Here's an interesting take on the technological revolution by Gwynne Dyer (contrarian as always!). His point is that while life was dramatically transformed by numerous new technologies introduced between the 18th century and the 1950s, since then there's only really been one transformative technology, the computer (I guess he's discounting space travel since it's not generally available, or maybe because it's irrelevant?).
He has a good point, but I wonder whether he's ignoring quantitative effects of change. Sure, planes were around in the early 20th century, but they weren't allowing huge numbers of people to wash around the world in the way they do now. 9/11 would have been impossible in the 1920's, for instance. And maybe the steady improvments in speed of communication really will result in the so-called "inflection point".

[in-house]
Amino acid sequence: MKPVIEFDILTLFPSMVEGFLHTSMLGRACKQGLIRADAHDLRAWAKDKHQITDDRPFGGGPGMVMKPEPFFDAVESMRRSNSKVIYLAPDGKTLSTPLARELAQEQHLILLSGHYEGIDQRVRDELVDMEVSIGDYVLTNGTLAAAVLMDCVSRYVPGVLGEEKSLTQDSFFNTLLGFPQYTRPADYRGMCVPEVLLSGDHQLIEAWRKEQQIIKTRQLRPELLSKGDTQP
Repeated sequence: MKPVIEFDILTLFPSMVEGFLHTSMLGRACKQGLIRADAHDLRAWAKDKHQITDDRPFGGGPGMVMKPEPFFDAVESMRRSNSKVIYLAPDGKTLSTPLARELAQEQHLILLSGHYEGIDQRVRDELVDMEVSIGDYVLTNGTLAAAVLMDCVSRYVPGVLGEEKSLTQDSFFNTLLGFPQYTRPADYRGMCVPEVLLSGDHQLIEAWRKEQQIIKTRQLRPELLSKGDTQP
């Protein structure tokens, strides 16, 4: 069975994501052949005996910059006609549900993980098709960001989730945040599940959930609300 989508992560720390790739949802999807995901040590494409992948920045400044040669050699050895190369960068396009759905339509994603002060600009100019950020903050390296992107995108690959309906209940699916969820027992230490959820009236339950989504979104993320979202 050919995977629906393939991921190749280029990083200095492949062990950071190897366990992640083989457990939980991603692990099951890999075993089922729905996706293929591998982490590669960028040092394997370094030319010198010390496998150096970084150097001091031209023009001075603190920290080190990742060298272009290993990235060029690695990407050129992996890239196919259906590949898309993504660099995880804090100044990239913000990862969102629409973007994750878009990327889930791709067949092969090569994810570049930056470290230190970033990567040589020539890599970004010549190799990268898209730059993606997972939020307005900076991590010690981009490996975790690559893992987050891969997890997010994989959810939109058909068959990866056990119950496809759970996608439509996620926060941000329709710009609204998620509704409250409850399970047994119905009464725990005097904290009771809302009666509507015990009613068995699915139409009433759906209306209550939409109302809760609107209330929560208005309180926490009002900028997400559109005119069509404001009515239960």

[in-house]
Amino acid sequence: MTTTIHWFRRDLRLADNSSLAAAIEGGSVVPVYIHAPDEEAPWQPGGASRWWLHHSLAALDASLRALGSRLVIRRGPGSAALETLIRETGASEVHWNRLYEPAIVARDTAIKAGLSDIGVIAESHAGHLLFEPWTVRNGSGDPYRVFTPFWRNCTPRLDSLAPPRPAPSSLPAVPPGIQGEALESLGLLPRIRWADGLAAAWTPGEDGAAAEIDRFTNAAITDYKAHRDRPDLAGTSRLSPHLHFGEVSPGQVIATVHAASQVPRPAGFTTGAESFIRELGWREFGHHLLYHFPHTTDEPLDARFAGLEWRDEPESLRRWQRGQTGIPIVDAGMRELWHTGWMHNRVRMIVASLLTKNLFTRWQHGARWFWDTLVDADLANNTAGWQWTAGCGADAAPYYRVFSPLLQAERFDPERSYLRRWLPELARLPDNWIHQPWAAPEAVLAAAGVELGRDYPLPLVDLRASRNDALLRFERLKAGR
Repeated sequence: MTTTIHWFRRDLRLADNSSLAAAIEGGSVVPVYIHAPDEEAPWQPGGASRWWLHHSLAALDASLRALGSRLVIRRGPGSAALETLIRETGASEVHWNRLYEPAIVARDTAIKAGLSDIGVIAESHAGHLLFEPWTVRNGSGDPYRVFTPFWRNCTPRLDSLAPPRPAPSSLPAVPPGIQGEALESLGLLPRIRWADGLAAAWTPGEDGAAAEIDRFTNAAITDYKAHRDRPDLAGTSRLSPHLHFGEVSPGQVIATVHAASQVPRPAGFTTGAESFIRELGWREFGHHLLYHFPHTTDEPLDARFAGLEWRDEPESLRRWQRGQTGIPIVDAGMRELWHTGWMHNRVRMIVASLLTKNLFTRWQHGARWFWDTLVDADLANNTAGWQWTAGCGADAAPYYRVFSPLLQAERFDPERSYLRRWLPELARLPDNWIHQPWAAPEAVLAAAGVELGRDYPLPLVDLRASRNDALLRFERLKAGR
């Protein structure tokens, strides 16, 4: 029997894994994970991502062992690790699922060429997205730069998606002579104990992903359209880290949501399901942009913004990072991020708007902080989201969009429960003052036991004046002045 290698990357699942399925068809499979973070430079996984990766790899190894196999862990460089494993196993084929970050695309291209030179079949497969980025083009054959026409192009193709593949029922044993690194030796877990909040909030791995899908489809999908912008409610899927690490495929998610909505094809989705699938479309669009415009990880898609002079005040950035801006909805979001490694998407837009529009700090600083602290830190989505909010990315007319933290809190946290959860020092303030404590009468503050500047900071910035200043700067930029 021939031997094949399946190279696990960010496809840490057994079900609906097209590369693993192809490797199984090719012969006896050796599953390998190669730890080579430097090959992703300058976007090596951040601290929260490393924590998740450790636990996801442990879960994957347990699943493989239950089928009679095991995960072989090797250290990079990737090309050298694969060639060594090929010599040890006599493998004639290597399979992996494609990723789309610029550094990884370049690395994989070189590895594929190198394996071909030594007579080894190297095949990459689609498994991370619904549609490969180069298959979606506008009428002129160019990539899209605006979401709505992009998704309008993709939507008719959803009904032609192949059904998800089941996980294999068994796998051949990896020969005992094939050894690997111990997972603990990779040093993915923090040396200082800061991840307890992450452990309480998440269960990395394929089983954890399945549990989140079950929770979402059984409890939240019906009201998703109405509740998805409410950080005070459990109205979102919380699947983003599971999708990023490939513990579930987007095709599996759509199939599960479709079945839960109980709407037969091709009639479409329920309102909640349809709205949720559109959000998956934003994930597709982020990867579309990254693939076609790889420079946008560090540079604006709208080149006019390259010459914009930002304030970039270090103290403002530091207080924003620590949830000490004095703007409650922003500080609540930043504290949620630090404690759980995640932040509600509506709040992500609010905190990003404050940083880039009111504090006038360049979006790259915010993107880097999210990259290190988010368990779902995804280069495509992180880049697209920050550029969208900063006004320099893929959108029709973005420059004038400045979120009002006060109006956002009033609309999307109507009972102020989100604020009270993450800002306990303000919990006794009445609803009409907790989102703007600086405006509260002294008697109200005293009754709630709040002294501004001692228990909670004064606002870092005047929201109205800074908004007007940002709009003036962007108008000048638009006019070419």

But... in the end, he does mention what may turn out to be the most important quantitative effect of technological developments on humanity. His final point talks about the coming "... drastic changes in the climate that affect everything ...".
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